PRETTY GIRLS NEVER FELT THIS WAY
She wakes to the sounds of lust through thin apartment walls. Enthralled and enraged, she listens while trying to block out the hateful yet enticing noises. Almost unconsciously, her hands play along her body, expertly finding the secret special places of pleasure. She doesn’t stop them.
Afterwards, body stated, spirit starving, she rises to meet the coming day. As she does every morning, she gazes level-eyed into the mirror, searching, hoping, desperate for something different, certain the heated, half-remembered dreams of the night before will have worked their magic on her face, her life. The mirror gives back nothing; it merely tells her the truth. Her fine limp hair, shiny enough when clean, peers back at her, listless and lank. Her eyes, down-turned at the corners through a genetic joke, give her a look of perpetual exhaustion at her most energetic. Thin lipped mouth, grim. Greyishgreenishbrownish eyes, dull. Nose not big; this pleases her, but not small enough to be “cute”. Hair-colored hair, skin-colored skin, eye-colored eyes. Who would want such anonymity?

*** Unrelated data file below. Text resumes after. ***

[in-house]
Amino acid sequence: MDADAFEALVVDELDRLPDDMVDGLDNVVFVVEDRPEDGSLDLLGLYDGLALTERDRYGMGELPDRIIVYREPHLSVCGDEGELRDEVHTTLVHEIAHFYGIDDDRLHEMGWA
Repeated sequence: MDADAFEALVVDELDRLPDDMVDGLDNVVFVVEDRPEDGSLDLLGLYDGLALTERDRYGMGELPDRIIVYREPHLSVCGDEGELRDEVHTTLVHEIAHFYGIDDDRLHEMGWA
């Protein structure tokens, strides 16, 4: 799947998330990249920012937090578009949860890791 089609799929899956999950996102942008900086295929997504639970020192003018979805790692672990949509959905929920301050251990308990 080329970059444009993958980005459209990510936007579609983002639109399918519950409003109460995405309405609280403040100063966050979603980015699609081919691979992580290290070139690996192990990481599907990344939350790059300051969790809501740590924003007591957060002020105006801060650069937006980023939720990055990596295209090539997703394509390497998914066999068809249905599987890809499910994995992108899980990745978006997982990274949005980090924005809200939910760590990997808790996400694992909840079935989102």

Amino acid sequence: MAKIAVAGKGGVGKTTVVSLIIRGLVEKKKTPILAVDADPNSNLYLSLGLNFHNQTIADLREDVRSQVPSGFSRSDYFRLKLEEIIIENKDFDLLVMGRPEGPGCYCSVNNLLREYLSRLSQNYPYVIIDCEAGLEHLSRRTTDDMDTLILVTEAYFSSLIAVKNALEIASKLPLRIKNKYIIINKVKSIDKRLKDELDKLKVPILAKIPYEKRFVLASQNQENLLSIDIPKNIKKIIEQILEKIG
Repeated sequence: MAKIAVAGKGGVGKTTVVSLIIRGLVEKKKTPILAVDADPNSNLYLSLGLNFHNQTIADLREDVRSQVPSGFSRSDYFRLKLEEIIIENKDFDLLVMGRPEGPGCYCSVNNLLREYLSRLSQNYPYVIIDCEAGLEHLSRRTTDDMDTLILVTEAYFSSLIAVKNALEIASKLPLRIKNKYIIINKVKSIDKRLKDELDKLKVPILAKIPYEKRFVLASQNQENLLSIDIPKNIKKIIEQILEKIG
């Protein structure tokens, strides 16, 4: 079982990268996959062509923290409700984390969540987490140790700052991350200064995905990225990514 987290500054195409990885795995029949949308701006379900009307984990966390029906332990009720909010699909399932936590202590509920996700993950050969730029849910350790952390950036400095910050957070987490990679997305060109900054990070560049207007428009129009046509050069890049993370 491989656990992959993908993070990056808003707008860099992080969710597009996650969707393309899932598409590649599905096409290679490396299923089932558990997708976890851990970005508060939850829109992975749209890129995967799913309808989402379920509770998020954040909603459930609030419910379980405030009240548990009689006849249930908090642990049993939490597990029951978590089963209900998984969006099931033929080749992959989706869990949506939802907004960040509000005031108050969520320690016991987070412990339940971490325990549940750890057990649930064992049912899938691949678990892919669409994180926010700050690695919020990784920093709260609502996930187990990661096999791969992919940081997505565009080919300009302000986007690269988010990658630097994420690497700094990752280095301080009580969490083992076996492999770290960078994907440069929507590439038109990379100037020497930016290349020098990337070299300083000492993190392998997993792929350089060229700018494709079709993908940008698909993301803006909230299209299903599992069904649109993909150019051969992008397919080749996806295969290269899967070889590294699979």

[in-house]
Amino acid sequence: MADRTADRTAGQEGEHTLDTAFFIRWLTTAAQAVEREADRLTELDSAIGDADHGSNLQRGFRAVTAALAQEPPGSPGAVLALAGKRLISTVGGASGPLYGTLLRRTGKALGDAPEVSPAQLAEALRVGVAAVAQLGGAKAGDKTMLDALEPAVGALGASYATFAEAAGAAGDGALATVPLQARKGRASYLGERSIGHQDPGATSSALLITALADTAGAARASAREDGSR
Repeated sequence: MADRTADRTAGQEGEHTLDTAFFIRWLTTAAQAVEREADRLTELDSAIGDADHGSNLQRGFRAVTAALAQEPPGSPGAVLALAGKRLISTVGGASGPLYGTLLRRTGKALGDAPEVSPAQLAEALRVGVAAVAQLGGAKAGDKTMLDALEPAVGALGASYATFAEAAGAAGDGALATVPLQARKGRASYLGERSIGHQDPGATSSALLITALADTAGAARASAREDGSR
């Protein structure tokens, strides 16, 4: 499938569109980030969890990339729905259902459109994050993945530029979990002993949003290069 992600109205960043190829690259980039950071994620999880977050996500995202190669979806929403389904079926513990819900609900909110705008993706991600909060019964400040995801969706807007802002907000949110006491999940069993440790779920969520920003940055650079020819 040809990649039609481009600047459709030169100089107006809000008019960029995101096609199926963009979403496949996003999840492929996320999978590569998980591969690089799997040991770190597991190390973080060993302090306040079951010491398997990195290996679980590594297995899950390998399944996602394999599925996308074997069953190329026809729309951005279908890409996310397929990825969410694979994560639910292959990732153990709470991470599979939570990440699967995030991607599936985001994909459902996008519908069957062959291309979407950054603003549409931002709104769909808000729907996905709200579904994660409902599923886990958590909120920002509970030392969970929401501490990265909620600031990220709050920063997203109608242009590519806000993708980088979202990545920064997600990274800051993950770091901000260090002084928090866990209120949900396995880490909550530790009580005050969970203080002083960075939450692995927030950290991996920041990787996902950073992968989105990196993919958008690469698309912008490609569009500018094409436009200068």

She thinks: I could be a successful international spy. No one would remember me.
She thinks: I could shoplift fine jewelry from Tiffany’s and no one would notice me.
She thinks: I could walk butt-naked through the lobby of the Parker House Hotel and no one would see me.
Her days and nights pass in a seamless routine of work and apathy, broken only by the noises next door that haunt and tease her.